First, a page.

The Monthly discusses film-making with local film-maker, Éanna Mac Cana

How do you get interested in making films?

I think I really got interested in filmmaking by watching YouTube as a teenager. I discovered YouTube and I became quite obsessed with what I was seeing. I absorbed so many different visual styles which in turn informed my editing style and experimental short film work as well.

I did Moving Image Arts at school and that was really useful and enjoyable. I would make comedy films with my friends. I really enjoyed making Stop Motion Animation in Art class too. I made my first film in my parent’s studio space on Donegall Street when I was probably 13. After secondary school I went on to do Filmmaking in Manchester Metropolitan University.

Photograph by Mark Ferris

What do you do then?

I went to Manchester Metropolitan University and completed first year but when I returned that summer, I was diagnosed with a rare form of cancer. I was in hospital for a good few months, and then when I got out I started to make videos in response to my situation. They were different in many ways to what I was making before hospital. It felt like a creative restart.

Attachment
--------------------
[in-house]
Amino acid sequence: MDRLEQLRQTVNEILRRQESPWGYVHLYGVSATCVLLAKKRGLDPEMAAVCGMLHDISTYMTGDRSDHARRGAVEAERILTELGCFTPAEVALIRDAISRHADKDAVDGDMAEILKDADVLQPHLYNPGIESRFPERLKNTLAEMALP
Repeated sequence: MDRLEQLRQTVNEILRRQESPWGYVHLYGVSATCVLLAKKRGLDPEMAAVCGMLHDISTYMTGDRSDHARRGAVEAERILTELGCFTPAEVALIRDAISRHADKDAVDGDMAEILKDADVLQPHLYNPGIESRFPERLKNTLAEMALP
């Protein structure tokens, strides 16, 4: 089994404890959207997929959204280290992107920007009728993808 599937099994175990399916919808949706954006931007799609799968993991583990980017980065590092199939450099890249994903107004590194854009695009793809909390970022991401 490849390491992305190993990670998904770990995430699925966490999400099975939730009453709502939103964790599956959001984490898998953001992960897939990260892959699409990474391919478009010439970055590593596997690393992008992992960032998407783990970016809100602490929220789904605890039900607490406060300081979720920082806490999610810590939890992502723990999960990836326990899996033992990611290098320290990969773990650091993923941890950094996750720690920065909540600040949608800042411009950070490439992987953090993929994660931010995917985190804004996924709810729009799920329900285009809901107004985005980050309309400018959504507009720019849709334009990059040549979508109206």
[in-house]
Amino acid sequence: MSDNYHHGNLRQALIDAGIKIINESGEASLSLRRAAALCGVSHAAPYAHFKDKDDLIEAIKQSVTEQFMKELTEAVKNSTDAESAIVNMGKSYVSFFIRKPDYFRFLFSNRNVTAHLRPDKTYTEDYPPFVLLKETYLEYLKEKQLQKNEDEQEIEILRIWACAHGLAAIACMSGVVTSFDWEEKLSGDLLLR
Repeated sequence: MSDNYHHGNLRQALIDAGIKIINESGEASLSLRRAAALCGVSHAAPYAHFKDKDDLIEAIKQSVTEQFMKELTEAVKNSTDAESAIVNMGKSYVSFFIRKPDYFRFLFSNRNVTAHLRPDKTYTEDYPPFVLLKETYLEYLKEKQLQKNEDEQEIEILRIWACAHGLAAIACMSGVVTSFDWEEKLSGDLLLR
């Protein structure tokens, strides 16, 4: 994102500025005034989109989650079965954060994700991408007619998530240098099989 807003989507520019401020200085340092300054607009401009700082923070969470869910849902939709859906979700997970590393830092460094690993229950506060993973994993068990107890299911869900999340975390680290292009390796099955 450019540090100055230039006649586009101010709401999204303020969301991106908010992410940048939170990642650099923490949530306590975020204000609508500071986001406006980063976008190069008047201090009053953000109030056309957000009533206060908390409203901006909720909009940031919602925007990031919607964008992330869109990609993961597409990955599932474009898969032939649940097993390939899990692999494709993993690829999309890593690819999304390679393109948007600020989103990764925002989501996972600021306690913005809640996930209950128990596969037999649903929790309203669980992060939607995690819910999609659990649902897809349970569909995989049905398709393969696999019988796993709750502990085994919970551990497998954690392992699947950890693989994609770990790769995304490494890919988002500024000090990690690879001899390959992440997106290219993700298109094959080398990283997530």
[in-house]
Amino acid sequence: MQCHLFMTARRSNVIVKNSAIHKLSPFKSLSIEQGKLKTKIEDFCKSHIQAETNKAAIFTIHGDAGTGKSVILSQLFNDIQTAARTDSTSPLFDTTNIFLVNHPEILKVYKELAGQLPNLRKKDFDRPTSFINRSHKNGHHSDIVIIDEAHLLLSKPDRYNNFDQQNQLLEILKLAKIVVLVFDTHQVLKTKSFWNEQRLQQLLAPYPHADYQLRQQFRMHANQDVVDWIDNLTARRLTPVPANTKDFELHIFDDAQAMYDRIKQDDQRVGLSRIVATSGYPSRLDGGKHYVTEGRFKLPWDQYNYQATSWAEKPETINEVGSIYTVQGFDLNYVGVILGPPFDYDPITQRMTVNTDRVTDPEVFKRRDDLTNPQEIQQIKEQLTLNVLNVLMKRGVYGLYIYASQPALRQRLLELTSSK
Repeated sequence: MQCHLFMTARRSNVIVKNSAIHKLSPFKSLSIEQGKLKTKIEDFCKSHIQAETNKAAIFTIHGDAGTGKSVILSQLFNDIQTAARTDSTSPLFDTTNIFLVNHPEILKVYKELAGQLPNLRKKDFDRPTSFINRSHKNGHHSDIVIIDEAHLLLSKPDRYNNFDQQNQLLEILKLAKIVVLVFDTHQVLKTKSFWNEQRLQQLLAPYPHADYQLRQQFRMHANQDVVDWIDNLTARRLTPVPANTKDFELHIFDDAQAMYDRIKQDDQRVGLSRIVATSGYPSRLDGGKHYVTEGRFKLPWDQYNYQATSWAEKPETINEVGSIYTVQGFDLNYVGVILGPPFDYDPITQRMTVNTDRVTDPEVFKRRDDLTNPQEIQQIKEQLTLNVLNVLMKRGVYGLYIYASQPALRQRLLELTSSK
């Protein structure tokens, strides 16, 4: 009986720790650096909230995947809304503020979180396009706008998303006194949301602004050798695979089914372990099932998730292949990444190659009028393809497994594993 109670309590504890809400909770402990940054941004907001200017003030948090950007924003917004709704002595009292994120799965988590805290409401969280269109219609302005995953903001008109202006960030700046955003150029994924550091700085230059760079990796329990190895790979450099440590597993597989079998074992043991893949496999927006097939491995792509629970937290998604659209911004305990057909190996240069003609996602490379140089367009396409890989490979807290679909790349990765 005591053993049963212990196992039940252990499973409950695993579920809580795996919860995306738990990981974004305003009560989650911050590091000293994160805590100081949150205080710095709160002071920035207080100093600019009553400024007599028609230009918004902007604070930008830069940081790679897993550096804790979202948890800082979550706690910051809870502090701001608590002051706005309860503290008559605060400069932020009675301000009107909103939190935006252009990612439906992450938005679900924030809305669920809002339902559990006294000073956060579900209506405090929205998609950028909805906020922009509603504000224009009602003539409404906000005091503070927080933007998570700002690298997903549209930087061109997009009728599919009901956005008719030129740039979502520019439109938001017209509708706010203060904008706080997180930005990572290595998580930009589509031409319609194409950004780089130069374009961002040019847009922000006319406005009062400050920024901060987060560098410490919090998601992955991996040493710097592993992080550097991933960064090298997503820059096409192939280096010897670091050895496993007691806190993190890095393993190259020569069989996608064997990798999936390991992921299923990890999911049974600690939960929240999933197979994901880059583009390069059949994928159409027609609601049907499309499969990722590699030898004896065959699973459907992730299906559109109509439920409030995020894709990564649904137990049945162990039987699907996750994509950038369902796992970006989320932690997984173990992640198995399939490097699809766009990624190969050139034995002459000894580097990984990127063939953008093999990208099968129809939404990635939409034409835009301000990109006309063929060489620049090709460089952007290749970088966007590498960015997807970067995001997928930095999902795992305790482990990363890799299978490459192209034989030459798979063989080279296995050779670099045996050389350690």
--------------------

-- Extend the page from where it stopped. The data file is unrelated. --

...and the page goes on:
Are you part of a movement or a grouping of film-makers who are trying to look at a particular way of making films or addressing particular questions?

There are small groups of people in the fine arts community who are trying to look at things in a different way from what usually defines Northern Ireland.
I’m not part of a collective; I feel I am quite independent. I am not really interested in making major commercial films. I tended to be influenced by my Mum and my Dad, both of whom are visual artists. They certainly influenced me.

Do you have any other influences?

I think when I was growing up, I might have been impacted by Scorsese and Tarantino. At the start of 2018 I watched a documentary by Mark Cousins which opened my eyes up to the history of cinema and that certainly had an impact.

I like an Iranian director, Abbas Kiarostami; I like Ingmar Bergman, I certainly would go and see his films when they were shown at the QFT in 2018. I like what the Safdie Brothers are doing too. I am a big fan of Adam Curtis and beyond that I would be influenced by music artists like Interpol, Kendrick Lamar and Frank Ocean. Recently I have been getting into David Lynch’s work as well.

I think that individual paintings and other pieces of art influence me as well, such as, The Fountainhead by Ayn Rand.

What are you doing now?

I am working on a documentary the idea of which came about through researching my documentary, Yellowstone. Yellowstone was about the changing face of the City Hospital in Belfast which is a pretty iconic building and has a pretty incredible history.

The research for that documentary led me to looking into something specific and personal within epidemiology and aetiology. This new film will likely be finished in 2022. In the meantime people can watch my documentary on the City Hospital and many of my short films on my website.

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